I gave up watching because they drove me to distraction with the constant repetition. Dig WW2 wasn't like
|Merlin 45 engine recovered at Crewkerne
During my research into the Defence of Britain I discovered the Spigot Mortar Emplacement. It
doesn't look much, but thousands of these were distributed to the Home Guard to be located in pits dug in positions covering
canal bridges, crossroads and other strategic points. Its purpose was to act as a support and pivot for the portable Blacker
Bombard, an anti-tank or anti-personnel weapon likewise issued to the Home Guard. When the weapon was fired, a spring in the
barrel pushed a spigot into the bottom of the mortar shell, causing a detonation that fired the shell. Fine in theory, except
that the Bombard was a muzzle-loader, and its anti-tank range was 100 yards or less. Home Guard officers were not impressed
with a weapon that would have to be reloaded at such close range, right under the eyes of the enemy. However, away
from the Home Front and reinvented as the the PIAT (Projector, Infantry, Anti Tank), it became the infantry's anti-tank
weapon par excellence in several theatres of combat, and was used by at least seven Victoria Cross winners. The abandoned emplacements can still be found dotted around the British countryside.
|Spigot Mortar Emplacement
|This specimen, at Coalhouse Fort, was sandbagged, not set into a pit.
|Spigot Mortar Emplacement reinforcement
|The iron cage that reinforced the concrete from which the emplacement was made.
What you can see in the picture below is a Picket Hamilton Fort, with me holding open the hatch as I prepare
to descend into it. But during the 2nd World War you wouldn't have been able to see so uch of it. in fact, you wouldn't
have known it was there. Now imagine you are a German paratrooper, dropping out of the sky, your mission to capture
a particular RAF station. You know from the pre-op briefing that the airfield has pillboxes around the perimeter
but the main part of the site will be undefended because you can't put pillboxes in the way of aircraft taxiing,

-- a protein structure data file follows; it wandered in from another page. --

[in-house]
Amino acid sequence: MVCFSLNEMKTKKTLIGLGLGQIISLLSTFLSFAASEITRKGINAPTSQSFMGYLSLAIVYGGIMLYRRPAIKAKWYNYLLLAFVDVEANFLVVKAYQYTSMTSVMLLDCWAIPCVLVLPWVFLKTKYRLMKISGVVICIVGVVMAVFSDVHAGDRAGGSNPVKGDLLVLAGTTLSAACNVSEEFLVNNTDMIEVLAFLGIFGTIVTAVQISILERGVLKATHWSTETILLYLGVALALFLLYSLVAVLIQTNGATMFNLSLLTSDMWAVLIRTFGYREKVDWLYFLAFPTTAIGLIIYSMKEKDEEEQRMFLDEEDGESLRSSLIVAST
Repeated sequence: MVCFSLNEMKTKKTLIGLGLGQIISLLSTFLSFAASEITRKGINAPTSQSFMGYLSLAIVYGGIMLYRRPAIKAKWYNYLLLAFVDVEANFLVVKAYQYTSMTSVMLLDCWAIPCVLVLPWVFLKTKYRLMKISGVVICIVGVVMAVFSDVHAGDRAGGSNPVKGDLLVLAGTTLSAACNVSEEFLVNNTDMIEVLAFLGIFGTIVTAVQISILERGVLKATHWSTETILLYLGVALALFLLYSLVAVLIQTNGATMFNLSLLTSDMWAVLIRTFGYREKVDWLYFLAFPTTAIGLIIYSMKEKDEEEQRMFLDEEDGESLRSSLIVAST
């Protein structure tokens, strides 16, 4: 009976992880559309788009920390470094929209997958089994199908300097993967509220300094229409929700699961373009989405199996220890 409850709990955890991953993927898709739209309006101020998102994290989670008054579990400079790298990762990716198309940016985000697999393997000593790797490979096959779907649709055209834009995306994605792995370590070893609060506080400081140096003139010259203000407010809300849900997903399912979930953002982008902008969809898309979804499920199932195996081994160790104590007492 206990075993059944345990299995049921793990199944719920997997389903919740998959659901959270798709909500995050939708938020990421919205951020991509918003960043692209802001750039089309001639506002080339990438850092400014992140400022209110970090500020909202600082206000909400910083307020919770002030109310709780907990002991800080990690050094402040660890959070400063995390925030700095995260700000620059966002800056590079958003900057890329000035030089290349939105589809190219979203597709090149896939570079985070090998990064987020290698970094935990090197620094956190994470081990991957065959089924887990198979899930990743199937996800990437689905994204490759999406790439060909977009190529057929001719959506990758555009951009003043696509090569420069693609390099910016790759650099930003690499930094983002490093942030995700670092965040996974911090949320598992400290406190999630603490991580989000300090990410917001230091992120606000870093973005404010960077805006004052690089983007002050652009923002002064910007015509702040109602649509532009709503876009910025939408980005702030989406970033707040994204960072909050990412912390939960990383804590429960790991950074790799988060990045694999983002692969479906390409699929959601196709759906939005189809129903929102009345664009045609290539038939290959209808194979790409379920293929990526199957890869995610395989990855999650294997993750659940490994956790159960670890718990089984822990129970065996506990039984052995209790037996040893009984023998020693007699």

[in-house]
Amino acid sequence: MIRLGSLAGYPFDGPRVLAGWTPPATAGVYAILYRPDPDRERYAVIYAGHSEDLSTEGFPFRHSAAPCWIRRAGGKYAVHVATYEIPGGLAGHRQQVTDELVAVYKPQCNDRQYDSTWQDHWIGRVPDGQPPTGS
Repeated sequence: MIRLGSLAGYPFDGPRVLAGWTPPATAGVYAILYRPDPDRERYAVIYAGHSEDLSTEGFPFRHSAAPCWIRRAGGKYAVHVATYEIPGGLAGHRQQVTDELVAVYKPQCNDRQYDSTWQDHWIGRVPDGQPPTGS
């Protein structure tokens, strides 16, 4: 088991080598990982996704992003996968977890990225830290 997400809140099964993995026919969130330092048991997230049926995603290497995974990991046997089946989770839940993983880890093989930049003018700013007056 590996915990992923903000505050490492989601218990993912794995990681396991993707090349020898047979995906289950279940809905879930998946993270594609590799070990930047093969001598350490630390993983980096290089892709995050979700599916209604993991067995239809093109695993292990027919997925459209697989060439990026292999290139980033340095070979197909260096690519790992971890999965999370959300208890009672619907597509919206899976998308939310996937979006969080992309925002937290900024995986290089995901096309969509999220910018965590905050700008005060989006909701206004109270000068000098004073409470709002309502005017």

taking off and landing. So you land, deal with the pillboxes and all hell breaks loose. You're being fired
on...but how? behold the genius of the Picket Hamilton...A hollow concrete cylinder has been buried almost flush with
the ground. Inside it fits a stubby second cylinder, also hollow, with a round cap that forms a brim to stop it falling
down the outer case. It is called the Rising Head. It has two small windows that are usually hidden hidden
inside the case. Aircraft can happily land and take off and run over what, from above, is a simple concrete
disc in the ground. In the centre of the cylinder is a hydraulic, hand operated rod that can raise or lower the
Rising Head, exposing the windows. There is also narrow ledge near the botton and two men can stand upright on the ledge when
the top is raised, and they can fire out of the windows on our poor, unsuspecting German invaders. When the top is lowered,
the two guards will have to do their Quasimodo impression.
Brilliant? Well, no. Not exactly. You can't leave
what became known as the Pop-Up Pillbox manned all the time, so you need some warning in order man it when it will be needed.
It might have been okay for lightweight fighters to trundle over, but it wasn't strong enough for bombers. The firing
angle wasn't great: you could only get a few invaders in the ankle, unless you opened the entry hatch and
fired at the sky. And these things were installed in English airfield, so the good old English rain easily seeped into
the cylinders and filled them up. Churchill was rather impressed with the idea and ordered them to be installed, but, to be
fair to him, when you are losing sleep over a very probable German invasion, you will grasp at almost any new concept for
Most pop-ups have been lost - removed or beyond rescue, but Lashenden Air Warfare Museum managed to acquire
the right to remove and relocate this one, and it is well worth a viewing. As is the whole museum. They have some astonishing
exhibits and everything is displayed in context.
Vsit the website of Lashenden Air Warfare Museum
|Pickett Hamilton Fort, or Pop-Up Pillbox
|There's not much room inside this unusual pillbox at Lashenden Air Warfare Museum!
The pillbox is displayed pretty much out of the ground,
set into an earth bank and supported at the front by sandbags. The window you can see has been cut unto it so visitors can
look inside - the firing windows are, of course, hidden. But they have installed a system that means, for a small donation,
you can raise and lower the Rising Head and see the box in action - a dummy gun even comes out. Getting inside it was, I'm
afraid, a special treat for me!